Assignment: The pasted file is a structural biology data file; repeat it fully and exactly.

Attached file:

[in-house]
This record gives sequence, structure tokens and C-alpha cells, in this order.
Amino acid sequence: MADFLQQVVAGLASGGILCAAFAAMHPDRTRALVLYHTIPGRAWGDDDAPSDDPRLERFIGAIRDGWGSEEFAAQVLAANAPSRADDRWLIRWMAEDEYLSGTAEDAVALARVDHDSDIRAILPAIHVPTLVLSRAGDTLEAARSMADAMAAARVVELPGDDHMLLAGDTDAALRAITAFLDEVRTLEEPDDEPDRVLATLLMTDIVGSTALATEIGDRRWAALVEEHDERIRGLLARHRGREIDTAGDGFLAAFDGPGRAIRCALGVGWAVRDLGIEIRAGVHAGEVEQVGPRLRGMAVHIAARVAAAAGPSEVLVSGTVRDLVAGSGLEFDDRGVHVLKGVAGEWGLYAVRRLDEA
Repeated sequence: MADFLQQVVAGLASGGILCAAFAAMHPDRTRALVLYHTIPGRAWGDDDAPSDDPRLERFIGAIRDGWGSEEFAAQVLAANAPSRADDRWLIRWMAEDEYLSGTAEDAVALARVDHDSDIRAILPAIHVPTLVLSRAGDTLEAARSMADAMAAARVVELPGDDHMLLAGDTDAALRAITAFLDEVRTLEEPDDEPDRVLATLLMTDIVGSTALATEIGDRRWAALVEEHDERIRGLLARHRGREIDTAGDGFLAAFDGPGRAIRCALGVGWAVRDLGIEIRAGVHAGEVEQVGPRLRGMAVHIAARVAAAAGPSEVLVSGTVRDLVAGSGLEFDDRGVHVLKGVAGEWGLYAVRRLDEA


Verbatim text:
[in-house]
This record gives sequence, structure tokens and C-alpha cells, in this order.
Amino acid sequence: MADFLQQVVAGLASGGILCAAFAAMHPDRTRALVLYHTIPGRAWGDDDAPSDDPRLERFIGAIRDGWGSEEFAAQVLAANAPSRADDRWLIRWMAEDEYLSGTAEDAVALARVDHDSDIRAILPAIHVPTLVLSRAGDTLEAARSMADAMAAARVVELPGDDHMLLAGDTDAALRAITAFLDEVRTLEEPDDEPDRVLATLLMTDIVGSTALATEIGDRRWAALVEEHDERIRGLLARHRGREIDTAGDGFLAAFDGPGRAIRCALGVGWAVRDLGIEIRAGVHAGEVEQVGPRLRGMAVHIAARVAAAAGPSEVLVSGTVRDLVAGSGLEFDDRGVHVLKGVAGEWGLYAVRRLDEA
Repeated sequence: MADFLQQVVAGLASGGILCAAFAAMHPDRTRALVLYHTIPGRAWGDDDAPSDDPRLERFIGAIRDGWGSEEFAAQVLAANAPSRADDRWLIRWMAEDEYLSGTAEDAVALARVDHDSDIRAILPAIHVPTLVLSRAGDTLEAARSMADAMAAARVVELPGDDHMLLAGDTDAALRAITAFLDEVRTLEEPDDEPDRVLATLLMTDIVGSTALATEIGDRRWAALVEEHDERIRGLLARHRGREIDTAGDGFLAAFDGPGRAIRCALGVGWAVRDLGIEIRAGVHAGEVEQVGPRLRGMAVHIAARVAAAAGPSEVLVSGTVRDLVAGSGLEFDDRGVHVLKGVAGEWGLYAVRRLDEA